AP English Lit Terms

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DefinitionTerm
The management of language for a specific effect
A type of figurative language in which a statement is made that says that one thing is something else but, literally, it is not
To change
A line with a pause at the end
Explicitly instructive
A conventional pattern, expression, character, or idea
The mode of expression in language; the characteristic manner of expression of an author
The author's feeling
The vantage point of a story in which the narrator can know, see, and report whatever he or she chooses
Repetition of initial sounds in a set of words
Repetition of vowel sounds
The framework, or arrangement of materials within a work; the relationship of the parts of a work to the whole; the logical divisions of a work
The use of words whose sound suggests their meaning
The structure of a sentence; the arrangement of words in a sentence
Implied meaning of a word
Literal meaning of a word
A speech in which a character who is alone speaks his or her thoughts aloud
A question asked for effect, not in expectation of a reply
Any of several possible vantage points from which a story is told
The theme, meaning, or position that a writer undertakes to prove or support
The main thought expressed by a work, the meaning of the work as a whole
Intentional vagueness
The actual meaning of something
The use of words to mean something other than their literal meaning
Bits of information given by the author to better develop the work
DefinitionTerm
Referencing a well known work (such as Shakespeare's many references to the Bible)
A grammatical mood expressing commands, direct requests and prohibitions
Word choice
A story designed to suggest a principle, illustrate a moral, or answer a question
A three-line stanza rhymed aba, bcb, cdc
Phrases or sentences with very similar grammatical structure
A literary term referring to how a person, situation, statement, or circumstance is not as it would actually seem; many times it is the exact opposite of what it appears to be. Typ
A brief, clever, often memorable statement
The omission of a word or several words that would otherwise be required by the remaining elements
A type of symbolism in which everything in a work is representative of something (i.e. 'Young Goodman Brown')
A directly expressed comparison; a figure of speech comparing two objects, usually with 'like,' 'as,' or 'than.'
A line containing five feet
A form of reasoning in which two statements are made and a conclusion is drawn from them
Something that is simultaneously itself and a sign of something else
A metrical foot consisting of one long and two short syllables or of one stressed and two unstressed syllables
A sentence that is not grammatically complete until the final clause or phrase
Songlike
Alternating lines of iambic tetrameter and iambic trimeter
All of the sensory perceptions referred to in a work; words or phrases used to create a 'mental picture'
A general phrase for the linguistic devices or techniques that a writer can use
Rhyme that occurs in a single line of verse
The techniques of deploying the sound of words, especially in poetry
Preceding in time or order; pre-existing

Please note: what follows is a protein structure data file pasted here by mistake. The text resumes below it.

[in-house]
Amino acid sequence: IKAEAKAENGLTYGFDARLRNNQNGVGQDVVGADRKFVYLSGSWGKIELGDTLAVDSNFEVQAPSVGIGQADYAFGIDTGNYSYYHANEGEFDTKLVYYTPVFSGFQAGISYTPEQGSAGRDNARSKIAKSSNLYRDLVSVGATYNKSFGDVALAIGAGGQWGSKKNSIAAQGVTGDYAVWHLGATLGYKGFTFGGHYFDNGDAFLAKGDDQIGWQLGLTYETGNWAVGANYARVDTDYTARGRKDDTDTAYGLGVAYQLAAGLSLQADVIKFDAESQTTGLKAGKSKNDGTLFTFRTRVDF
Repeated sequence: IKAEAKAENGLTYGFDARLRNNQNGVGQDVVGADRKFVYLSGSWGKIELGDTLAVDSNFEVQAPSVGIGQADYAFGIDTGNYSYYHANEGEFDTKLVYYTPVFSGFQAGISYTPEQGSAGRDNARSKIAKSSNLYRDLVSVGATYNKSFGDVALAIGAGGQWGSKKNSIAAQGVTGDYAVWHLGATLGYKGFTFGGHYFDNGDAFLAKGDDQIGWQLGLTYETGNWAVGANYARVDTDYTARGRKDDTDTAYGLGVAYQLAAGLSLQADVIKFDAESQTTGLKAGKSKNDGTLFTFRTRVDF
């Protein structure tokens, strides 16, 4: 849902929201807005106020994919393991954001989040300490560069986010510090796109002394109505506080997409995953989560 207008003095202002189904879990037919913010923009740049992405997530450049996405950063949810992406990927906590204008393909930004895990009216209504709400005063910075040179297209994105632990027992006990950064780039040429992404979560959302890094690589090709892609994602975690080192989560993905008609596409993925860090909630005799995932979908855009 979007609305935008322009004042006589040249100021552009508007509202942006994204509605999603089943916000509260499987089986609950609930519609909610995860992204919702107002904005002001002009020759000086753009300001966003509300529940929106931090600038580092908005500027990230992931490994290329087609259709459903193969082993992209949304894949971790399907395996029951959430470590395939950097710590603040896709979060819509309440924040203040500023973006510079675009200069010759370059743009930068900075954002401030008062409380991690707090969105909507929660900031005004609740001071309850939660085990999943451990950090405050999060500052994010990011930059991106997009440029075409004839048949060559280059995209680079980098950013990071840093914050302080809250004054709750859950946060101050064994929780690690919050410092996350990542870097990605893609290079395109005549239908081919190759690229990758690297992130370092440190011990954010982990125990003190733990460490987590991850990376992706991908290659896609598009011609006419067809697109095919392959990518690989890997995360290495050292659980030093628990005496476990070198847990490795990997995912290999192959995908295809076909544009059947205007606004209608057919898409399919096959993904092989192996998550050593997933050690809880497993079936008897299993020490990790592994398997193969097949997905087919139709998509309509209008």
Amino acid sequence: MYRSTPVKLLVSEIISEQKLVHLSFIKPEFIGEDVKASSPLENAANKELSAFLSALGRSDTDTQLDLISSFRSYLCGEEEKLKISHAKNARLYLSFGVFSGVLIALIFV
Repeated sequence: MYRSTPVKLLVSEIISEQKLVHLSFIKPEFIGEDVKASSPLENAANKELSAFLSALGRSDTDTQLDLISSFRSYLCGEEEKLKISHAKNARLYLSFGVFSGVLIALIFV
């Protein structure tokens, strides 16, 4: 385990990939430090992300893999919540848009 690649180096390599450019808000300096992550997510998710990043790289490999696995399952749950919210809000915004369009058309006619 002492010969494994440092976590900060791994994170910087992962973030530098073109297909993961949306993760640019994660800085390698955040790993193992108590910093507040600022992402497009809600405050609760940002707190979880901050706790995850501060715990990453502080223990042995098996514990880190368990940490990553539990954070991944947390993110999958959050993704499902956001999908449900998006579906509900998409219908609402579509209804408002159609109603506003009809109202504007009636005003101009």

A figurative use of language that endows the nonhuman (ideas, inanimate objects, animals, abstractions) with human characteristics
The use of material unrelated to the subject of a work
DefinitionTerm
Characterized by incongruities or distortions
A statement that seems to be self-contradicting but, in fact, is true
A metrical line of verse consisting of six feet
A composition that imitates the style of another composition normally for comic effect
A combination of opposites; the union of contradictory terms
A line of four feet
A quality of some fictional narrators whose word the reader can trust
Exaggeration
Direct address of an abstract person or object
Unrhymed iambic pentameter
The methods involved in telling a story; the procedures used by a writer of stories or accounts
The background to a story; the physical location of a play, story, or novel
Normally a fourteen-line iambic pentameter poem
The manner in which an author expresses his or her attitude; the intonation of the voice that expresses meaning
A seven-line stanza of iambic pentameter rhymed ababbcc, used by Chaucer and other medieval poets
A figure of speech using indirection to avoid offensive bluntness (i.e. 'passed away' as opposed to 'died')
Usually a repeated grouping of three or more lines with the same meter and rhyme scheme
Poetry that is not written in traditional meter but is still rhythmical
A characteristic of a literary genre (often unrealistic) that is understood and accepted by audiences because it has come, through usage and time, to be recognized as a familiar te
A two syllable foot with an unaccented syllable followed by an accented one
A pair or group of words that has a subject and predicate, but is not a sentence on its own; part of a sentence
The devices used in effective or persuasive language
Writing that seeks to arouse a reader's disapproval of an object by ridicule
The special language of a profession or group
A traditional form for English poetry, commonly used for epic and narrative poetry; it refers to poems constructed from a sequence of rhyming pairs of iambic pentameter lines. The

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Created Jan 19, 2011ReportNominate
Tags:AP Advanced, Literary Terms